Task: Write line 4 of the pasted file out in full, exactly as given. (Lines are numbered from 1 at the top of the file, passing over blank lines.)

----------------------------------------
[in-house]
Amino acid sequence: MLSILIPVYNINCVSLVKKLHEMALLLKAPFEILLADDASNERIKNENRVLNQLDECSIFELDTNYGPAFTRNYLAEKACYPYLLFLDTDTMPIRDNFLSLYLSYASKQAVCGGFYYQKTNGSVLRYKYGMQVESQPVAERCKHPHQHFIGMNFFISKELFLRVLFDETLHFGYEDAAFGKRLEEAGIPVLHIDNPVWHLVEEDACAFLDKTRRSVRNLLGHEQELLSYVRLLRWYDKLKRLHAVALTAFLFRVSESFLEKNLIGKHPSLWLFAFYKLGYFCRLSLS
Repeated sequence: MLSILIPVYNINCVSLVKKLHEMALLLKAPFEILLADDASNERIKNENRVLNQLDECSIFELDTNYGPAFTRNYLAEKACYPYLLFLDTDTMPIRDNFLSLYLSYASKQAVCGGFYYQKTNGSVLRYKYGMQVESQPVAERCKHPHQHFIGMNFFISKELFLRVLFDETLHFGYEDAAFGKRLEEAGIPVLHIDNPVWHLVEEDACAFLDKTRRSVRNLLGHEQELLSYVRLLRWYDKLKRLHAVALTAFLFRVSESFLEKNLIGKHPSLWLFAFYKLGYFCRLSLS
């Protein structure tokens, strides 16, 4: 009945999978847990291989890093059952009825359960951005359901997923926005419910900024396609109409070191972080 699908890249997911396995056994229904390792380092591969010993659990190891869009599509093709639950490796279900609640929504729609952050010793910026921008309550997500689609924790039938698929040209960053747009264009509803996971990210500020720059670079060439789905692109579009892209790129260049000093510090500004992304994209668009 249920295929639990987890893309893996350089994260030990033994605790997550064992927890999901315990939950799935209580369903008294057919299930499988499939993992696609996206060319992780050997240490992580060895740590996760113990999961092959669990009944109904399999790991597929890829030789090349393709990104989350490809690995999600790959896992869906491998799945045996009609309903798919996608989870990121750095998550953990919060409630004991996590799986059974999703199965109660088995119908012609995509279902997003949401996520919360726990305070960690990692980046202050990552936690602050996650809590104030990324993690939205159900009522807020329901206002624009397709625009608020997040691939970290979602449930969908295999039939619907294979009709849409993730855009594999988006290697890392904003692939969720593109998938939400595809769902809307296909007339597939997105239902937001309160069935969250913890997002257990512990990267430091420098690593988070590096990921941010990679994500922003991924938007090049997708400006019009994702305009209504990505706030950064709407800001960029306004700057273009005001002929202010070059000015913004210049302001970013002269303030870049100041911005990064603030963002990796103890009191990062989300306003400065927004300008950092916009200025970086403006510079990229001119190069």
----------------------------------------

């Protein structure tokens, strides 16, 4: 009945999978847990291989890093059952009825359960951005359901997923926005419910900024396609109409070191972080 699908890249997911396995056994229904390792380092591969010993659990190891869009599509093709639950490796279900609640929504729609952050010793910026921008309550997500689609924790039938698929040209960053747009264009509803996971990210500020720059670079060439789905692109579009892209790129260049000093510090500004992304994209668009 249920295929639990987890893309893996350089994260030990033994605790997550064992927890999901315990939950799935209580369903008294057919299930499988499939993992696609996206060319992780050997240490992580060895740590996760113990999961092959669990009944109904399999790991597929890829030789090349393709990104989350490809690995999600790959896992869906491998799945045996009609309903798919996608989870990121750095998550953990919060409630004991996590799986059974999703199965109660088995119908012609995509279902997003949401996520919360726990305070960690990692980046202050990552936690602050996650809590104030990324993690939205159900009522807020329901206002624009397709625009608020997040691939970290979602449930969908295999039939619907294979009709849409993730855009594999988006290697890392904003692939969720593109998938939400595809769902809307296909007339597939997105239902937001309160069935969250913890997002257990512990990267430091420098690593988070590096990921941010990679994500922003991924938007090049997708400006019009994702305009209504990505706030950064709407800001960029306004700057273009005001002929202010070059000015913004210049302001970013002269303030870049100041911005990064603030963002990796103890009191990062989300306003400065927004300008950092916009200025970086403006510079990229001119190069």